McCarran Internal Security Act

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McCarran Internal Security Act

Legislation proposed by Senator Patrick Anthony McCarran and enacted by Congress in 1950 that subjected alleged members of designated Communist-action organizations to regulation by the federal government.

The McCarran Internal Security Act, also known as the Subversive Activities Control Act of 1950 (50 U.S.C.A. § 781 et seq.), was part of a legislative package that was designated as the Internal Security Act of 1950. Congress passed such statutes in response to the post-World War II Cold War during which many public officials perceived a threat of violent and forcible over-throw of the U.S. government by U.S. Communist groups that advocated this objective. Among other things, the legislation required members of the Communist party to register with the attorney general, and the named organizations had to provide certain information, such as lists of their members. It established the Subversive Activities Control Board to determine which individuals and organizations had to comply with the law and the procedures to be followed. Failure to satisfy the statutory requirements subjected the individual or organization to criminal prosecution and stiff fines.

Congress repealed the registration requirements of the law in 1968 as a result of a number of decisions by the U.S. Supreme Court that declared certain aspects of the law unconstitutional.



References in periodicals archive ?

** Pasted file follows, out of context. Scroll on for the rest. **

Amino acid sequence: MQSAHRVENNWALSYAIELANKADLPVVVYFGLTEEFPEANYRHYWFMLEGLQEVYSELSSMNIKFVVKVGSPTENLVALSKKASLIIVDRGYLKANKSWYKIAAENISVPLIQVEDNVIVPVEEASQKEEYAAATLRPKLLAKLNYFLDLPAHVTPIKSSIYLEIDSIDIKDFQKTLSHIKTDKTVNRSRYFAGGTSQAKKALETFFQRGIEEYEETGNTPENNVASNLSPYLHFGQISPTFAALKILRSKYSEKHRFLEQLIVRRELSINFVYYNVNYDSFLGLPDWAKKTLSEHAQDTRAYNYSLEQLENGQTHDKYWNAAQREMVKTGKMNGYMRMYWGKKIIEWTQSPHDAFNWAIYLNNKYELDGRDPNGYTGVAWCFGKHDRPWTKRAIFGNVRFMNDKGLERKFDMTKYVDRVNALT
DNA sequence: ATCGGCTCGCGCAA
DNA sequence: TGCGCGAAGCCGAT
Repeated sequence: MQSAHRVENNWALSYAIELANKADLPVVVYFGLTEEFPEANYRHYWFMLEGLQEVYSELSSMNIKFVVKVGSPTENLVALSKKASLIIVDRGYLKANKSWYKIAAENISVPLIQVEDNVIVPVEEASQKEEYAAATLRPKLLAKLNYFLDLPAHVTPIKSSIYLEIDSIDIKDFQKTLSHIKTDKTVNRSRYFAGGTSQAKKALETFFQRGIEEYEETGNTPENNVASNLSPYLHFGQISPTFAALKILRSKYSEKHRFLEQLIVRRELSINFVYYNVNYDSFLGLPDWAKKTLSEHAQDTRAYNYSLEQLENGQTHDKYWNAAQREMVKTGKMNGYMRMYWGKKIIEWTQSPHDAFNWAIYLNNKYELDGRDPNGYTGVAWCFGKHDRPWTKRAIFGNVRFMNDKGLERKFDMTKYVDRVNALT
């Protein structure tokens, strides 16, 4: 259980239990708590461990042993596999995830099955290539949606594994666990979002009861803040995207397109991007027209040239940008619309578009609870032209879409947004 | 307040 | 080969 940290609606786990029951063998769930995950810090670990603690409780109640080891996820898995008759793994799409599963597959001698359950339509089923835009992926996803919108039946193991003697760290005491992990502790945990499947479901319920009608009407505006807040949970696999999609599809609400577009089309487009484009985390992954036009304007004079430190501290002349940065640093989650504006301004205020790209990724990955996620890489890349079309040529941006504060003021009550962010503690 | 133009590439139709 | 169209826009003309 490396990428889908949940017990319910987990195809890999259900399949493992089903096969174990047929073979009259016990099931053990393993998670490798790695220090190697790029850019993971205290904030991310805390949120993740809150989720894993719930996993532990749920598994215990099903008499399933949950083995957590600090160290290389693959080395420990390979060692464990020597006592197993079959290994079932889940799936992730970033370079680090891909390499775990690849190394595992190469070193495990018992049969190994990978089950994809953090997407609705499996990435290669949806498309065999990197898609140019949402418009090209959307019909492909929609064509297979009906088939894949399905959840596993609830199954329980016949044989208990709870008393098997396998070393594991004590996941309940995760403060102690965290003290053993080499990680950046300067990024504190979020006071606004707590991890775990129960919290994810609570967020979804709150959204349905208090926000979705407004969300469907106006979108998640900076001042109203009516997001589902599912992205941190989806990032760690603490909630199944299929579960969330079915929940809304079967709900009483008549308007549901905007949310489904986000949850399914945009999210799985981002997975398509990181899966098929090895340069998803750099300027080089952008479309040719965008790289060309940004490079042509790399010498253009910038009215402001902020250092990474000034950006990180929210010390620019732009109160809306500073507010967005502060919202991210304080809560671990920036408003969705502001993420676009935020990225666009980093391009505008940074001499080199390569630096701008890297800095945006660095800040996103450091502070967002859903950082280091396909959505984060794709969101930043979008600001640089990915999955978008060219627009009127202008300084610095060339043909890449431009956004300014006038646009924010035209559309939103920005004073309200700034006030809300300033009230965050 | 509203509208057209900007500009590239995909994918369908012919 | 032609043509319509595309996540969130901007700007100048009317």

Konstanty Gebert states that his father, while in the United States, "was under indictment through the McCarran Act, which required members of the Communist Party to register and in some cases prevented them from leaving the country.
587, 598 ("[T]he McCarran Act was passed in reaction to [the South-Eastern Underwriters] litigation.
Weller, supra note 4, at 598 ("[T]he primary purpose of the McCarran Act was federalist .
Protests against the war have resulted in the activation of Title II of the 1950 McCarran Act, under which the president is authorized to round up and detain indefinitely, without trial, persons suspected of being or becoming a threat to national security.
The dreaded McCarran Act had in fact been repealed a few weeks earlier, thanks to a four-year campaign by the liberals in Congress.
All of them were arrested because they are alleged to be members of a world-wide Communist organization which under the McCarran Act makes them eligible for deportation.
Williams explained this gambil to me several years ago, but he didn't divulge the origins of the King Alfred Plan, though it might have evolved from rumors in the early 1950s surrounding the McCarran Act, all anti-Communist law in which political subversives were to be rounded up and placed in concentrations camps during a national emergency.
Essentially, the Supreme Court agreed with the Ninth Circuit analysis, finding that a federal law was pre-empted by the McCarran Act only where there was a "direct conflict" between the federal law and McCarran-Ferguson.
The argument that the McCarran Act reduces competition and thereby damages consumers is undermined by several considerations.
FINALLY, IT IS BECOMING increasingly apparent that the McCarran Act is not a reliable shield against antitrust litigation.
While the McCarran Act has been eroding over the past several decades as a reliable defense against an antitrust challenge, the state action doctrine defense has been increasing.
I stand corrected on the McCarran Act issue: Dad, apart from being a Communist leader, was also suspected of being a Soviet spy; that was the reason he was being investigated and had to flee.